When tea plants are grown from cutting the roots spread wide but when grown from seed the roots are long like they are going to the center of the earth. In the image below the plants on the left are grown from cuttings and the ones on right are grown from seed both are around 50-60 years old. So growing from seed, while it will take a little more time and work, is definitely much more beneficial to grown from seed as the plants that are next to each other will not have their roots entangled with other plants. Fumiaki Iwata has done an incredible amount of work into researching organic farming and soil types and if I were to include it in this post it would be hours long but he’s incredibly insightful and it was so interesting to learn about all the work he has done and how it all effects the tea more than you would ever think it would.
For this lesson he provided two teas, a Sencha and a Hojicha. The Sencha they process in their factory using the following method:
Yamatomidori – Sencha process: harvested by hand held machine, taken to factory, weathered, light steaming, soft rolling twice, strong rolling, middle rolling, finally fine rolling to achieve shape, filtered and then finally dried.
This tea was prepared in this way during this session: 5g of tea, cover tea with 100C water steeped for 3-5secs (if you want to make more you do the same thing over and over). Fellow tea lovers in the chat for today’s lesson described this tea in the following ways: not strong umami flavor, bitter but mild with a sweeter taste in the finish, very gentle with a natural fresh and sweet aroma. Very refreshing and in a way calming tea. Very milky like light Jin Xuan or other light Oolongs. It reminds me of white asparagus and melted butter. At the same time it has a rough side but in a good way. Sounds like an interesting but also delicious unique Sencha doesn’t it and definitely a unique brewing method that I have never seen done before but will be trying out at some point with some Sencha I already have. I was worried the boiling water would result in bitterness but from what everyone was saying in the chat that wasn’t really a problem at all.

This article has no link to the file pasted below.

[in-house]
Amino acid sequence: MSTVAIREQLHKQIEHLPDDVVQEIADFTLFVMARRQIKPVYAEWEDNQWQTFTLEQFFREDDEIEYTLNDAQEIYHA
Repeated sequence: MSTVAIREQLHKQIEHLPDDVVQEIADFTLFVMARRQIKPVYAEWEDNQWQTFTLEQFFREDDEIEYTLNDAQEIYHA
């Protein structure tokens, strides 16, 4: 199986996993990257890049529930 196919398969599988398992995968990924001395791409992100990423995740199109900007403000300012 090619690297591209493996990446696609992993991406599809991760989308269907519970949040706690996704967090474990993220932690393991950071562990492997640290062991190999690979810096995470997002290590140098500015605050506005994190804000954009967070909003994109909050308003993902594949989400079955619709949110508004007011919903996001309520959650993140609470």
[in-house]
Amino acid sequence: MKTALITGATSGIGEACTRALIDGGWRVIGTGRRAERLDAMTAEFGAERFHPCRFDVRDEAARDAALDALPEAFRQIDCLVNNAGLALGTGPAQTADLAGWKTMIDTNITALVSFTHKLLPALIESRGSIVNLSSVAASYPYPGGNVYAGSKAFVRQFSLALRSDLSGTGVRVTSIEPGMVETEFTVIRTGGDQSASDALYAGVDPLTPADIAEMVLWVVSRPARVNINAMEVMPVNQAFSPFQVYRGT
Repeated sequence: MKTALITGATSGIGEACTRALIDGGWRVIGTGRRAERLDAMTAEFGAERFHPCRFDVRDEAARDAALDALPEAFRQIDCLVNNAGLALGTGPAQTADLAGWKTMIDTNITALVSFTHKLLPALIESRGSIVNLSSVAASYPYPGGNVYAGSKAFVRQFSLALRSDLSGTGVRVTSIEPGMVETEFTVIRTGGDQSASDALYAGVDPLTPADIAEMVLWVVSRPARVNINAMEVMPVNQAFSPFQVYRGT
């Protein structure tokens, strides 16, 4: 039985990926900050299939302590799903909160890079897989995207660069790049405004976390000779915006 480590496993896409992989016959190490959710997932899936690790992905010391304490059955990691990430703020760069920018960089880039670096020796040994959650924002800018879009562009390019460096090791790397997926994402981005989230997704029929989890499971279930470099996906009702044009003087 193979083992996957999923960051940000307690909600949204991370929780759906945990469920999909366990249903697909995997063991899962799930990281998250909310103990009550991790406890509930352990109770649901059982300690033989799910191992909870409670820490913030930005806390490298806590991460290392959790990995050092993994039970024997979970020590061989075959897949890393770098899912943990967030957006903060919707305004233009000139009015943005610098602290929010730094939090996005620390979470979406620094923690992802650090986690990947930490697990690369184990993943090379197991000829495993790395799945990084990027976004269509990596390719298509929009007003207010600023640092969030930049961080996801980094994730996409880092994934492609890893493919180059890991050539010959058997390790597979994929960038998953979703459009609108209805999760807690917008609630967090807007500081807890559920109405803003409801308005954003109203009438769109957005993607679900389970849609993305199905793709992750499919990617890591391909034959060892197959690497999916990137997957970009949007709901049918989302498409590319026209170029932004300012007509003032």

The second tea prepared for this session was their was Yamatomidori Hojicha. It was prepared this way during the session: 5g of tea, cover tea with 100C water steeped for 3-5secs (if you want to make more you do the same thing over and over). Fellow tea lovers inn the chat today had the following things to say about this tea. Aroma notes: whisky, speculoos cookies, brandy, grainy and spicy, powdered cocoa. Roasted, salty popcorn with browned butter. Taste notes: flavor is very different from normal Hojicha, peppery aftertaste, very warming, roasted corn cob, fruity sweetness. Starts off very warming, peppery and ends cooling, mint and menthol! Other tea lovers in today’s chat definitely had a few mix opinions on this tea but to me it really does sound like a fantastic 2 year aged Hojicha. You all know just how much of a fan I am of any and all Hojicha so I’m definitely going to try and source some Hojicha from the producers because I simply need to experience it for myself.
This was such a fantastic session and unlike any others we have had yet during the marathon we were able to learn so much about organic farming methods and how all aspects of the area where tea is grown can effect the tea. I’m looking forward to seeing what new element of tea product we till have yet to learn in the coming days of the marathon. If you’re interested in joining us you can still sign up for the latter end of the marathon on the Global Japanese Tea Association website and should you not have time to join the sessions live they will all be uploaded to YouTube once the marathon is over.
Speak to you all again tomorrow. Happy Steeping – Kimberley